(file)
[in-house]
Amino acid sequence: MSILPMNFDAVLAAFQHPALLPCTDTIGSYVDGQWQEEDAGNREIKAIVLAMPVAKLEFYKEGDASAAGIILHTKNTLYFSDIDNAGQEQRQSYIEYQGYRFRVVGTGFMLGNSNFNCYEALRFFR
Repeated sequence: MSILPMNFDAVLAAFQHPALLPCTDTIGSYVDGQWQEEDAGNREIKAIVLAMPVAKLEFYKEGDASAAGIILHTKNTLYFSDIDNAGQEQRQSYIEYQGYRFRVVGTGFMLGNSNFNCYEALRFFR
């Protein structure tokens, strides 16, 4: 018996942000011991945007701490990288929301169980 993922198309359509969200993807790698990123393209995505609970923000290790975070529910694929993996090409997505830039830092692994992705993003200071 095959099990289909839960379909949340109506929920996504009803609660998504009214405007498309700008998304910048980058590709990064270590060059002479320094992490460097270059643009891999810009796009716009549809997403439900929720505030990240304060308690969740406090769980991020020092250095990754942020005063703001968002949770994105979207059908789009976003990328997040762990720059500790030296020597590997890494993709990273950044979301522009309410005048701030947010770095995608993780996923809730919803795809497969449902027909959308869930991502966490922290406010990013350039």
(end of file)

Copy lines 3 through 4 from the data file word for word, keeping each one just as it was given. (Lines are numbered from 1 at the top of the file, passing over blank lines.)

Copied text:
Repeated sequence: MSILPMNFDAVLAAFQHPALLPCTDTIGSYVDGQWQEEDAGNREIKAIVLAMPVAKLEFYKEGDASAAGIILHTKNTLYFSDIDNAGQEQRQSYIEYQGYRFRVVGTGFMLGNSNFNCYEALRFFR
């Protein structure tokens, strides 16, 4: 018996942000011991945007701490990288929301169980 993922198309359509969200993807790698990123393209995505609970923000290790975070529910694929993996090409997505830039830092692994992705993003200071 095959099990289909839960379909949340109506929920996504009803609660998504009214405007498309700008998304910048980058590709990064270590060059002479320094992490460097270059643009891999810009796009716009549809997403439900929720505030990240304060308690969740406090769980991020020092250095990754942020005063703001968002949770994105979207059908789009976003990328997040762990720059500790030296020597590997890494993709990273950044979301522009309410005048701030947010770095995608993780996923809730919803795809497969449902027909959308869930991502966490922290406010990013350039």